By: Stuart J. Visnov, CEO, Echelon Protection & Surveillance
Word count: 702

low cost security providersOne of the biggest problems businesses face is competition from low-cost providers. A low cost provider is a business that charges the lowest price it can, while promising about the same quality so that it can draw customers to the market. What they do not tell you, is why their product or service costs so much less than their competitors. The reason, of course is that they deliver poor quality, less service and cut corners wherever possible – even if it’s borderline dishonest or unethical. Sooner or later, customers come to realize the difference in value and begin to look for a new provider. In the security industry, hiring a low cost security provider based only on price very often translates to customer dissatisfaction, including:

  • No security guard vetting, training or certifications
  • No GPS verification of hours and incorrect invoicing
  • Unreliable guards who are consistently late, leave early or call out
  • No officer patrol reporting or documentation software
  • No written security guard protocols or directives
  • No on-site security guard supervision or discipline
  • Lack of proper insurance coverage or licenses to operate
  • Unprofessional guards in untidy uniforms
  • No business infrastructure for Operations, Finance, Sales or HR
  • Poor customer service

This absence of best practices has an overall negative impact on the entire security industry.  The clients are dissatisfied and aggravated, security providers get a bad reputation, fair market industry rates decline, good companies cannot make a fair profit, security and safety are compromised and liability increases for everyone involved. Many low-cost security providers carry much less overhead, because they’re generally owned by some type of career law enforcement officer who has recruited a few of his retired colleagues and operates the business from a small home office with little more than a book keeper and perhaps a salesman. These small companies typically have a lot of security know-how, but very little business experience, funding, or ability to scale up according to client demands.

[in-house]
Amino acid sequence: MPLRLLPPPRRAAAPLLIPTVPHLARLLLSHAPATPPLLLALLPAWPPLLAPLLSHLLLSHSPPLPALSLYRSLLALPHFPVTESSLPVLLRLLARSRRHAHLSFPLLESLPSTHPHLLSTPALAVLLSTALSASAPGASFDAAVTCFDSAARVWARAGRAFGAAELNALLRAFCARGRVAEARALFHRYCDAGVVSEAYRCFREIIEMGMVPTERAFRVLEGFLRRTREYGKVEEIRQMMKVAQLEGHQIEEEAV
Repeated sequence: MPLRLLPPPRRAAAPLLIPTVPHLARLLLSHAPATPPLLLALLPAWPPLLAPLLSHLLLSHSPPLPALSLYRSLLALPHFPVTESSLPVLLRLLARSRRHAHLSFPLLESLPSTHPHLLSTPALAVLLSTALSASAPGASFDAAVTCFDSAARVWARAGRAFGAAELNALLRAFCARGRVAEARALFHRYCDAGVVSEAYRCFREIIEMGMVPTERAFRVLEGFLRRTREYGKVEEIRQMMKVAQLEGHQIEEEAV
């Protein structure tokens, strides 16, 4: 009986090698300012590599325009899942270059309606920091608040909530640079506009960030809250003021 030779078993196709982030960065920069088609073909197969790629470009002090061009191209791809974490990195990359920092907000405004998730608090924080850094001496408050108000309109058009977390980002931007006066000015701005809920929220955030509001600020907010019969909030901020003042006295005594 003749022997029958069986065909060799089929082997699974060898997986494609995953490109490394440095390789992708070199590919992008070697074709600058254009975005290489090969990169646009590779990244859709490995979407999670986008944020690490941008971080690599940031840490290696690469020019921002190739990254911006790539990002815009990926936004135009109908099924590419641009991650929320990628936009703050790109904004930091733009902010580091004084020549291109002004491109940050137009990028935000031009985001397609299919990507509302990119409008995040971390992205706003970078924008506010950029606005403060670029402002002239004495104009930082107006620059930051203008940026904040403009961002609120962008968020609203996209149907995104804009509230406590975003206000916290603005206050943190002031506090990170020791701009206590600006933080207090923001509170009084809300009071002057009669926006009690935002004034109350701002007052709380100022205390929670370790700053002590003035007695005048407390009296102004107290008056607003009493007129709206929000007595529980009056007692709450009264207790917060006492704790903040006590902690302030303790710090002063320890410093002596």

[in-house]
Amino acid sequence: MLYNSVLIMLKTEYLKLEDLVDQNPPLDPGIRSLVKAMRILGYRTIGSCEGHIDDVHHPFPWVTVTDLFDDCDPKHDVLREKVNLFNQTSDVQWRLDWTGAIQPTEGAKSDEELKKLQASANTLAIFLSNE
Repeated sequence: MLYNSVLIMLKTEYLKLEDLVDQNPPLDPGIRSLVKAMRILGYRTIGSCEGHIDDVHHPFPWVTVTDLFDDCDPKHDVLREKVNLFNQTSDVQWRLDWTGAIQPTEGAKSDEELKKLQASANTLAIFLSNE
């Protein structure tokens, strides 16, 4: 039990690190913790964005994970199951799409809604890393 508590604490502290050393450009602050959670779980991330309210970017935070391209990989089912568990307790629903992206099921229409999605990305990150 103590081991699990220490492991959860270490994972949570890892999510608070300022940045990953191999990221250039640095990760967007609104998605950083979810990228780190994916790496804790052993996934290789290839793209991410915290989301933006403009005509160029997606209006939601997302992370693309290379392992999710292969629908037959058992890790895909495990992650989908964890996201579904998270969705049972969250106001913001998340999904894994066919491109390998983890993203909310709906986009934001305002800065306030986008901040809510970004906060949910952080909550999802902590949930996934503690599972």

In contrast, the best-cost provider strategy relies on offering customers better value by focusing both on fair pricing and a full-service infrastructure that’s able to deliver measurable results. Statistically only 500 security companies in the United States generate $5,000,000 or more in annual revenue and I’m pleased to count Echelon Protection & Surveillance among them.

As a business owner, I understand that controlling expenses is a key component of profitability. However, when it comes to security guard services, what may appear to be a savings that improves the bottom line – is also be a hidden liability waiting to happen. Although a basic low cost uniformed guard may act as a good visual deterrent, it is no substitute for a reliable security presence trained to respond appropriately to a real challenge, emergency, crisis or hazard. Remember, that if something goes wrong, everyone and anyone involved may be sued – and that can be a long, stressful and expensive process.

We’ve all seen the news videos of security guards making poor decisions, hesitating to engage, or worse, running the other way when a problem arises.  If you’re the final decision maker regarding security services, I urge you to take the time to perform your due diligence and consider your real risk and return on investment. The last thing you want is a high profile crisis that damages your business, a negligence law suit, or your boss challenging your judgment.

Crime in the United States is usually split into two broad classifications, violent crime and property crime. Although violent crimes steal the headlines, non-violent property crime is currently the leading problem afflicting the United States by a large margin. However, in today’s environment of civil unrest, easy access to firearms and misinformation… everyone should take public and private security seriously. As in any good relationship, you should be striving for a partnership where both parties mutually benefit. Meaning, the client enjoys peace of mind knowing that their people are safe and their property is secure, and the security provider is allowed to make a fair profit so they can continue to grow and provide the high value services. As the great Warren Buffet once said, “Price is what you pay. Value is what you get.”